Corporate culture an organization’s
personality is the sum total of the
company’s values, attitudes, beliefs, behaviors and practices of its members. But
many managers may have just a vague view
of their organization’s culture and little background around how it came to be.
So how is corporate culture established in
“By default,” says Chris Edmonds, senior
consulting partner with The Ken Blanchard
Companies.® “And if organizational cultures
are created by default rather than intention,
you’ll likely have people who aren’t consistently behaving in ways that deliver high-quality solutions.”
Smart Business recently spoke with
Edmonds about how to assess your company’s culture and how you can transform culture if you’re willing to move away from seeing it as a soft and fuzzy, irrelevant concept.
Why is culture so important?
Our research and research by Jim Collins,
the Gallup Organization and others provides
abundant evidence that work forces with
engaged and accountable people deliver
strong customer loyalty, increased productivity and higher profitability and return for
shareholders. One of our culture change
clients, Banta Catalog, generated a 20 percent increase in employee passion, turnover
was cut by 50 percent and profitability
improved 36 percent in the first year of the
values alignment process. The creation of a
purposeful culture one that holds employees accountable for exceeding performance
expectations while modeling the organization’s declared values is critical for business leaders in today’s marketplace.
What are the ideal foundations and the realities of culture?
We talk about four foundations of culture,
including vision, purpose, values and strategies. Vision is what you are striving to
become and purpose is about what you are in
the business of doing. Values are what you
stand for and use as a guide for actions and
decisions, while strategies are your plan for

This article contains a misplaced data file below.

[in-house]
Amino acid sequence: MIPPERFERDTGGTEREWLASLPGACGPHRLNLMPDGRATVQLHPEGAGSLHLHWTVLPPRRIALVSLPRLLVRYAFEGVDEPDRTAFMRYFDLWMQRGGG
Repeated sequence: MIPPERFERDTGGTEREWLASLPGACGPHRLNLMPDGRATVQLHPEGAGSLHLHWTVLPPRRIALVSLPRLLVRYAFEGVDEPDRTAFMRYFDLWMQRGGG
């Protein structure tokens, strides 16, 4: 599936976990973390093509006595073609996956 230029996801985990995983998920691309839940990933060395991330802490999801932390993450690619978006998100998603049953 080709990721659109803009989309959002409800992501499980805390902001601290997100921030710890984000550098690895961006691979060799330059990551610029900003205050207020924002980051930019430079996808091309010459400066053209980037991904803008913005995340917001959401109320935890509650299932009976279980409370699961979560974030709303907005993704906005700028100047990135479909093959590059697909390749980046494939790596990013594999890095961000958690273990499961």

making your vision a reality while living your
purpose and your values.
Unfortunately, most organizational cultures
happen by default rather than by intention,
and the existing culture of an organization
can hold staff back from consistent high performance and strong engagement. Existing
practices can actually ensure delivery of mediocre performance and poor customer service, which cost companies money every day.
Where will leaders find soft spots in their
Many organizations publish a mission statement and desired values, but values are not
measured or monitored with the same discipline and diligence as goal accomplishment
and performance. And culture often is
viewed by senior leaders as soft, not relevant
to performance and hard to put one’s hands
on. If you can’t measure culture, it is seen as
peripheral to core business operations. The
trick is, if you’re not getting what you want,
then it’s time to change those expectations.
How can culture be transformed?
First, you have to assess the issues with a
purposeful culture assessment. The assessment differentiates between current reality
and best practices, provides a snapshot of
current organizational systems and practices,
and it can be used as a gap reduction or
action planning tool.
After the assessment, you have to take
proactive steps and intentionally create a culture that allows the organization to differentiate itself from competitors, to really live its
values, and to really deliver on the promises
it makes for products and services. Most senior leaders have never experienced successful culture change. Far fewer have led successful culture change. Senior executives
and senior leadership teams must learn to
follow proven practices that fit their unique
environment and effectively manage obstacles and gain traction on the desired high-performance, values-aligned culture. The focus
is not to simply identify culture issues but to
map out strategies to address those gaps,
execute that strategy, and see demonstrable
improvement in performance.
What are the best culture transformation
practices and their outcomes?
First, senior management must embrace
and actively lead the change effort, and a
steering committee should be in place to
guide the change. You must ensure there is
involvement at all levels. It’s critical that all
staff members are held accountable for
demonstrating the new behaviors and rules,
and finally, continued communication about
the change and stories that reinforce the
effort must be in place.
The outcomes to these best practices are
numerous. Following the best practices creates involvement and buy-in for change
throughout the organization and creates
accountability for creating and sustaining the
culture. Next, it provides a vision that people
can relate to and increases organizational
alignment and focus. It also aligns performance expectations, values and rewards systems, and creates a sense of community and
pride. Finally, following best practices
demonstrates measurable gains in performance and passion and creates an environment in which even small changes can have
CHRIS EDMONDS is a senior consulting partner with The Ken Blanchard Companies in Escondido. Reach him at The Ken Blanchard
Companies Web site at www.kenblanchard.com/edmonds.